Research Portfolio Post 7: Qualitative Data Sources

The dependent variable (DV) that I intend to use is state fragility. As per the Organisation of Economic Cooperation and Development (OECD), state fragility can be understood as “the combination of exposure to risk and insufficient coping capacity of the state, system and/or communities to manage, absorb or mitigate those risks.”[1]

State fragility is measured by the OECD as well in an annual report and index entitled the “Fragile States Index” which measures the capacity of countries to protect against fragility through a variety of indicators like economic development.[2]However, it can be argued that consistently high ratings on the state fragility index, or high fragility, can also be the product of socio-political factors. As I have discussed previously, factors such as female political empowerment also play a significant role in the ability of states to recover from fragile conditions, especially those in post-conflict periods.

Due to this, the data source that I believe will be useful in investigating state fragility is a report produced by the CIA’s Political Instability (State Failure) Task Force.[3]The State Failure Task Force was set up by the Central Intelligence Agency to look at state fragility or, in some cases, even failure through the lens of socio-economic and political indicators, and attempt to ascertain patterns regarding the same.[4]

The report puts forward its own variables like rates of literacy, particularly adult female literacy, and population vulnerability, which I will be basing the operationalisation of my dependent variable on.[5]By doing so, I believe that it will allow my DV to have a more well-rounded foundation for analysis. I intend to measure my DV through the range of values provided by the FSI and place them into “high”, “moderate” or “low” fragility levels, to make for more accurate analysis or comparison. [6]

While I have not narrowed down on what specific cases I would like to investigate, I intend to look at the variation in levels of state fragility across countries with similar backgrounds in conflict.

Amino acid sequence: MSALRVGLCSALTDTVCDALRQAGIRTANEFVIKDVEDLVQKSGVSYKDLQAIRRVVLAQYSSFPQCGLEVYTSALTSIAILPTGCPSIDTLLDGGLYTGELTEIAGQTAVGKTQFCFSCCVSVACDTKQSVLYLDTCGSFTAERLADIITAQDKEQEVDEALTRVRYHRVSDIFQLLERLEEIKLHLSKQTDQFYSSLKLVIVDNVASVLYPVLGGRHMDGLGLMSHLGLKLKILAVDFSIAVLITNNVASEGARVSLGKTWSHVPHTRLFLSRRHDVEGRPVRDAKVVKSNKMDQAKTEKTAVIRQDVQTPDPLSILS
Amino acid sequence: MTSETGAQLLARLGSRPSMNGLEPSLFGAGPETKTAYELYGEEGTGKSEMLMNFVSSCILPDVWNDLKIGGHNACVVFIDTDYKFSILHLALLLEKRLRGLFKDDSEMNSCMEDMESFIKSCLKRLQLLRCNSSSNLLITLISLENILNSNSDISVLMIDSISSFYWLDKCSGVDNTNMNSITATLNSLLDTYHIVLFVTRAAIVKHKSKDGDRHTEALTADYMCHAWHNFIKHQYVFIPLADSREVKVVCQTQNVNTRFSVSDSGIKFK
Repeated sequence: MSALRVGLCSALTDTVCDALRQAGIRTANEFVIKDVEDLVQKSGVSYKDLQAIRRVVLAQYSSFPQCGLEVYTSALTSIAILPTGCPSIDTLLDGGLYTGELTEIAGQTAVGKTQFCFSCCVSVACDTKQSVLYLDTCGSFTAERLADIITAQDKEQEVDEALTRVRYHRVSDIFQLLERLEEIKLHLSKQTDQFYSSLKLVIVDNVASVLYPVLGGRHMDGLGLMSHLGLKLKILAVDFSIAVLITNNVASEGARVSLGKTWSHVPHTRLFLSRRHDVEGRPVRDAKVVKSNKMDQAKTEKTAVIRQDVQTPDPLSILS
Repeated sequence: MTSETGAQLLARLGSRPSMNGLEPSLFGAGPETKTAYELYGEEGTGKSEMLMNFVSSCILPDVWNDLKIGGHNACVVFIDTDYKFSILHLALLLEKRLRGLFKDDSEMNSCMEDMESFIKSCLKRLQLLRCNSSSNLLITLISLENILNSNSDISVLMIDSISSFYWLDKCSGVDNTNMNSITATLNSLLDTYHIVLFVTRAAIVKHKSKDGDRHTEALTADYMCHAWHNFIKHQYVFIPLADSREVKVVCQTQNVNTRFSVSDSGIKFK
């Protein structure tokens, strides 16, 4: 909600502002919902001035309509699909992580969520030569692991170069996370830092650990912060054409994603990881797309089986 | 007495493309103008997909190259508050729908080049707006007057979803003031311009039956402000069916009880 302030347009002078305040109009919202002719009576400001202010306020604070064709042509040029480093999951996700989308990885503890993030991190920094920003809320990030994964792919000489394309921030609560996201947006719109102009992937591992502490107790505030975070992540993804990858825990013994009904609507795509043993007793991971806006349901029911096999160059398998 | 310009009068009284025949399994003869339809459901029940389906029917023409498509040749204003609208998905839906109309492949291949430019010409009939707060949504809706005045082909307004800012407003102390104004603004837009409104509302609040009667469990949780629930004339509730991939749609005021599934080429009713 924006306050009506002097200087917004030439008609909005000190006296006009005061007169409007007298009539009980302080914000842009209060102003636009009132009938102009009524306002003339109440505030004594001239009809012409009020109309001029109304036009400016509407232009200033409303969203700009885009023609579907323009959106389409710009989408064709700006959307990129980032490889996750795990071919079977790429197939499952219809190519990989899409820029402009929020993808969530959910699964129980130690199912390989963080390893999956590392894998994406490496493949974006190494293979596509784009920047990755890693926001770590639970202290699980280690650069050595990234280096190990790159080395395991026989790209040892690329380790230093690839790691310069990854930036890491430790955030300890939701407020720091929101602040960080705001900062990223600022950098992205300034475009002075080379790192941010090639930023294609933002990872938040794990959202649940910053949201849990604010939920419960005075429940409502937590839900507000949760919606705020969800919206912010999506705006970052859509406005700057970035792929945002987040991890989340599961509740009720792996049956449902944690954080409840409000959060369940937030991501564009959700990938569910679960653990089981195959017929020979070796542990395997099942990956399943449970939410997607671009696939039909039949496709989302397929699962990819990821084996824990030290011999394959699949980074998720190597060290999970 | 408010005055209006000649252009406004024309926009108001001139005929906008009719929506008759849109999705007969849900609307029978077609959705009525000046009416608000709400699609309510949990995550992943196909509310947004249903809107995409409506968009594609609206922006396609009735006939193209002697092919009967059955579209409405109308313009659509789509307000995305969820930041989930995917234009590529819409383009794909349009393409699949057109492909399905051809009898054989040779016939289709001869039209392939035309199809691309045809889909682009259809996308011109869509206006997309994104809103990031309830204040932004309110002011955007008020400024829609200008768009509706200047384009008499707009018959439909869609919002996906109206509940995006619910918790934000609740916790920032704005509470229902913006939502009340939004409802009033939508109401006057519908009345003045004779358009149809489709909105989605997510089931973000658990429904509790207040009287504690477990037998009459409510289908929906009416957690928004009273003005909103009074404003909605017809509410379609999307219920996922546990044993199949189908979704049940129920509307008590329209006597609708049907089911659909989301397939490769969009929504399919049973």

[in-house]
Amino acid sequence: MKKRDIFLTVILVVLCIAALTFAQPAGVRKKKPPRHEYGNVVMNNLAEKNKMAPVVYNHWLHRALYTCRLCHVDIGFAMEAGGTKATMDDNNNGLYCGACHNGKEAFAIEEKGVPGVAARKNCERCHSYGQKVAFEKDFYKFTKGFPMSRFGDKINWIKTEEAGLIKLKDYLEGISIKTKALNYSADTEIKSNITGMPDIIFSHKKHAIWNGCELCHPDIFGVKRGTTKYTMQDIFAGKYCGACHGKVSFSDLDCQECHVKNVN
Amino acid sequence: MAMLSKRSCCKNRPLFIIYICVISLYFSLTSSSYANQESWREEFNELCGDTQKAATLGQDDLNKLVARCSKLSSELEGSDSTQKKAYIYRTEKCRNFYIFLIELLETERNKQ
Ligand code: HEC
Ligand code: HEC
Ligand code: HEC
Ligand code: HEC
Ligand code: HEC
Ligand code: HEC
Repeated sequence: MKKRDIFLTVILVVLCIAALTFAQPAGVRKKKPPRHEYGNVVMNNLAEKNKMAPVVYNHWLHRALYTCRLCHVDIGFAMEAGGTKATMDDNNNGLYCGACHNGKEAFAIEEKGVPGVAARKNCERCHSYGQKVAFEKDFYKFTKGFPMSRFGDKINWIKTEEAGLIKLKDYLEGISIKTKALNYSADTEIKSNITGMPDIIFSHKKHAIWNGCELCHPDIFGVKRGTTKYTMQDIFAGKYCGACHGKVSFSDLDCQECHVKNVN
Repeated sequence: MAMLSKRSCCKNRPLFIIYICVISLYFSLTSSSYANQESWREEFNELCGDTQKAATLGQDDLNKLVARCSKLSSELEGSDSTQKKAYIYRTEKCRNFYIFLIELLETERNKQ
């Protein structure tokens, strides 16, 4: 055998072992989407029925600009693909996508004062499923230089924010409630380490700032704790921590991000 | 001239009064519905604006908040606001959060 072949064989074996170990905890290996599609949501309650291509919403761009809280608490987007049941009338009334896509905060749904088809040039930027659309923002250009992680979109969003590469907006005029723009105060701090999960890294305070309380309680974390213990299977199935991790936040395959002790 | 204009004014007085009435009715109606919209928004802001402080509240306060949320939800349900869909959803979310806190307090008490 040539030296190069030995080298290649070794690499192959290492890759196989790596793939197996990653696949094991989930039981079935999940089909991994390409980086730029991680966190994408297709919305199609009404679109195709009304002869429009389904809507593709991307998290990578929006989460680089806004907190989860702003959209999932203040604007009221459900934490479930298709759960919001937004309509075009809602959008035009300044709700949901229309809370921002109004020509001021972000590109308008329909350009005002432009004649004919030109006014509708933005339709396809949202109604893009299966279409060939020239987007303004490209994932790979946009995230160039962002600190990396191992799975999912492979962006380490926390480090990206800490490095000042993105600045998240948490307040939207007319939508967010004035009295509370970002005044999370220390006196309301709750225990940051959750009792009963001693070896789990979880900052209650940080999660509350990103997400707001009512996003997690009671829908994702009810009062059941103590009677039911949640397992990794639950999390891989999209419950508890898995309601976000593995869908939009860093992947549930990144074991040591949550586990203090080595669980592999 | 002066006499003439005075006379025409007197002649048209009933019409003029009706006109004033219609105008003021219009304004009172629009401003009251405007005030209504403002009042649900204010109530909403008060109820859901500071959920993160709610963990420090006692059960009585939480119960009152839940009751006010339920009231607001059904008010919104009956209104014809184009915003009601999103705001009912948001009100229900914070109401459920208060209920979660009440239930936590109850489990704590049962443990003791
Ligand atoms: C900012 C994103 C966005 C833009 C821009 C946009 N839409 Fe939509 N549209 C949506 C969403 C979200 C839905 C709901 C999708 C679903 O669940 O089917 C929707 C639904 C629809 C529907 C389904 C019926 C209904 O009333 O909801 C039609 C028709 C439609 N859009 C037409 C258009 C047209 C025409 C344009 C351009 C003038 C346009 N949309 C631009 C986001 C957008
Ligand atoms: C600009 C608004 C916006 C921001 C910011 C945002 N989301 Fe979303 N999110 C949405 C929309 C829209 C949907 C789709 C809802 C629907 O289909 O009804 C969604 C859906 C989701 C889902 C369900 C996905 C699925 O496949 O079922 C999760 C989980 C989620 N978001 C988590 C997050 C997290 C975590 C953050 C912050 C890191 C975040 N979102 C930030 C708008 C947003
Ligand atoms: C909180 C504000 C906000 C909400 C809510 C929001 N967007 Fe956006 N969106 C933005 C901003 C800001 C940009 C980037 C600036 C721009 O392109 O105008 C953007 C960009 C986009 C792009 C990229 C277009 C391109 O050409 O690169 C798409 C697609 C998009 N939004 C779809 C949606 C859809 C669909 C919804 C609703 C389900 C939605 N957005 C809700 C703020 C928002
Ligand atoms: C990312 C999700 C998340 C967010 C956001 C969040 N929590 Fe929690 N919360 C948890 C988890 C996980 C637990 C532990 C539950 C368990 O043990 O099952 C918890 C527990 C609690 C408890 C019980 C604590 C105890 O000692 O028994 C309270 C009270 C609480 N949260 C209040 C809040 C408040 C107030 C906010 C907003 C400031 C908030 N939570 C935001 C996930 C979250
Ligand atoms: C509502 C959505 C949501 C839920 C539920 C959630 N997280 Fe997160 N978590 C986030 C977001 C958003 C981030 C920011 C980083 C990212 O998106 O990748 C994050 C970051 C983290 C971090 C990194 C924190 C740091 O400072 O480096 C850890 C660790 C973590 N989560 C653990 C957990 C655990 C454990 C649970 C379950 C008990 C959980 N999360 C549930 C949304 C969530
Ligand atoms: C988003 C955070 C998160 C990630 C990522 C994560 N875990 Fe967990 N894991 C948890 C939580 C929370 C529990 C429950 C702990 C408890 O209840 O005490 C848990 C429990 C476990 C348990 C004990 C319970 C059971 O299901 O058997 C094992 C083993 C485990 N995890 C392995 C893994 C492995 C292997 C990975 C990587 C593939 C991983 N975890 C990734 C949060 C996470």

[1]“Poverty, instability and violence in fragile states,” Swiss Agency for Development and Cooperation, accessed October 26, 2019,

[2]“Fragile States Index 2019”, Fund for Peace, October 18, 2019.

[3]Central Intelligence Agency. 1999. State Failure Task Force Report: Phase III Findings (1999). (Accessed October 26, 2019)



[6]“Fragile States Index 2019”, Fund for Peace, October 18, 2019.

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  1. Hello comrade,

    I would be interested to see if political and economic factors weigh heavily into the state fragility equation. For example, do communist governments and economic systems, as a whole, have greater or less stability than democracies and open market systems. I am interested to see if, via case study research, this can bare any new information or trends. Once again, nice job and remember organisation is spelled with an [s].

  2. Paroma — overall a very good job here examining primary source data that is relevant to the operationalization of your DV and to establishing the value of the DV in the cases that you choose to analyze. Case selection is of course closely linked to the DV in case study research, so make sure to think carefully about the specific case outcomes that you would propose to compare and explain (remembering that the eventual research question in this methodology should focus on the specific cases and the known outcomes — the precise events — that you are proposing to explain (e.g. “why did Kennedy pursue a transformative strategy and Johnson a non-transformative strategy in Vietnam?” to use the Saunders article as an example). Keep thinking about these things, along with the good suggestion from Tristan, as you continue your research!

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